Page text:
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Daily coverage of the Mariners during the season and all year long.

July 18, 2012 at 10:03 AM

Mariners truly pulling off an odd home/road statistical feat

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Last night’s latest nine-run road outburst by the Mariners has thrust them into a very unusual position this late in the season.
As of right now, the Mariners own the distinction of having scored the most road runs of any team in baseball while having scored the fewest at home. Has that ever happened over a complete season? I truly doubt it. It hasn’t happened over the past decade and it’s not even close.
Now, let’s say this up top: the Mariners have played a few more road games than many teams, so yes, we would expect them to have scored more runs away from home than most clubs. But when you look at the “runs per game” average for the Mariners, it’s actually still third-best in all of baseball on the road. Only the New York Mets at 5.07 runs per game and the Yankees at 5.05 are higher than Seattle’s 4.96.
So, another blowout or two of the Class AAA level Kansas City Royals pitching we’ve seen the last two nights and the M’s could legitimately be right at the top — regardless of the number of games played.
At home, the M’s are the very worst in baseball at a 2.86 runs per game average. San Diego is the next closest at 3.02 and the worst American League team in home offense is the Oakland Athletics, who sit way, way up there at 3.68.
Going back over the past decade, I can’t find any examples of a home/road split where a team is scoring more than two runs per game less at its own ballpark than on the road. That’s just crazy. But the Mariners are somehow pulling it off.
Photo Credit: AP


Usually, when you see such extreme splits, it’s the home numbers that are far out in front of the road stats.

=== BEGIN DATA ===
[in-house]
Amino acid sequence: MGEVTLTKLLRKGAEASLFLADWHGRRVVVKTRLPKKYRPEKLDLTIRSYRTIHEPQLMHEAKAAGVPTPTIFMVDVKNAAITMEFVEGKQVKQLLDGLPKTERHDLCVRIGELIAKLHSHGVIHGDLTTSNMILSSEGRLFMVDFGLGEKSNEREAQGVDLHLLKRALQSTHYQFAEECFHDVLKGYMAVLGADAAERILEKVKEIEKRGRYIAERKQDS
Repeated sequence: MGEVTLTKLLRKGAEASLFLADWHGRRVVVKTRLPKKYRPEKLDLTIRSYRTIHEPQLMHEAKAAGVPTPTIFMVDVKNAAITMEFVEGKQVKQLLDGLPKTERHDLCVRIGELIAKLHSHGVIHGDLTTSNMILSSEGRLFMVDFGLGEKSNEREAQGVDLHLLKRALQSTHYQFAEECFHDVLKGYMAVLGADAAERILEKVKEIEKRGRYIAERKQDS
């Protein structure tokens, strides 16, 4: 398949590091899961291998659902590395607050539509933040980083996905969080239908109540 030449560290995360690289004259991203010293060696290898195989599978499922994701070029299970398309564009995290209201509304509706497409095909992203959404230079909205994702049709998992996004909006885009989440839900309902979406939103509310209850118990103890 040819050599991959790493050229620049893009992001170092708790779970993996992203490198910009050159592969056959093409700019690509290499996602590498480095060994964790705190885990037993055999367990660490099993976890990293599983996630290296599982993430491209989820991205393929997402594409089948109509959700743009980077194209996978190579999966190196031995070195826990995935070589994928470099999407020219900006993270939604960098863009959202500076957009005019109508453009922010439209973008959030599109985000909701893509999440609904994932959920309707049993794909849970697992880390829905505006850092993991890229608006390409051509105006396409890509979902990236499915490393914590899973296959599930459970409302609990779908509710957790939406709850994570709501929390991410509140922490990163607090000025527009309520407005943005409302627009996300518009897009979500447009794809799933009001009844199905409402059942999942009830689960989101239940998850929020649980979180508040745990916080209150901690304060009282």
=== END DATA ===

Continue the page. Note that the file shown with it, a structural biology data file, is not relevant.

The biggest case of this was the pre-humidor Colorado Rockies, who now keep their gameday baseballs in a humidor to reduce the effects of altitude on how balls travel. Prior to the humidor being implemented, the Rockies in 2000 averaged 7.81 runs per game at home versus 4.14 on the road.
In fact, the Rockies routinely had a differential of two or more runs between their altitude-impacted ballpark and everywhere else they played.
Makes me wonder whether we’re seeing the same sort of atmospheric impact at-play when it comes to Safeco Field — only in reverse.
Because the Mariners now face a similar two-run gap in home/road splits, only it’s their offense at home being adversely affected.
For all the talk about the ballpark dimensions at Safeco Field, it’s tough not to notice all the gap shots the Mariners have been hitting at Kauffman Stadium the past two nights. Never mind the home runs, we’ve seen the Mariners hitting doubles and even triples in Kansas City that they theoretically should be getting a lot more of at home because of the outfield gaps.
But they don’t happen as often in Seattle. Players have discussed and we’ve all seen how line drives seem to hang up in the air just a tad longer at Safeco, where any fleet-footed outfielder can take advantage and use the extra steps afforded to make the catch.
I don’t know. We’re not conducting a conclusive scientific survery for some academic journal here designed to be the definitive word on weather and barometric pressure and the like. This is baseball. The Mariners are one of the best scoring teams in the majors on the road and the absolute worst by a country mile at home.
Will things level off on the road? Well, they should start to at Tampa Bay, where the Mariners were swept in a relatively low-scoring four-game series two months ago. The Rays have very good pitching — far better than the Royals possess. But still, every baseball season is full of good, bad and ugly pitching. And every team gets to see some of it so we can’t take it all away from the M’s when they beat up on it.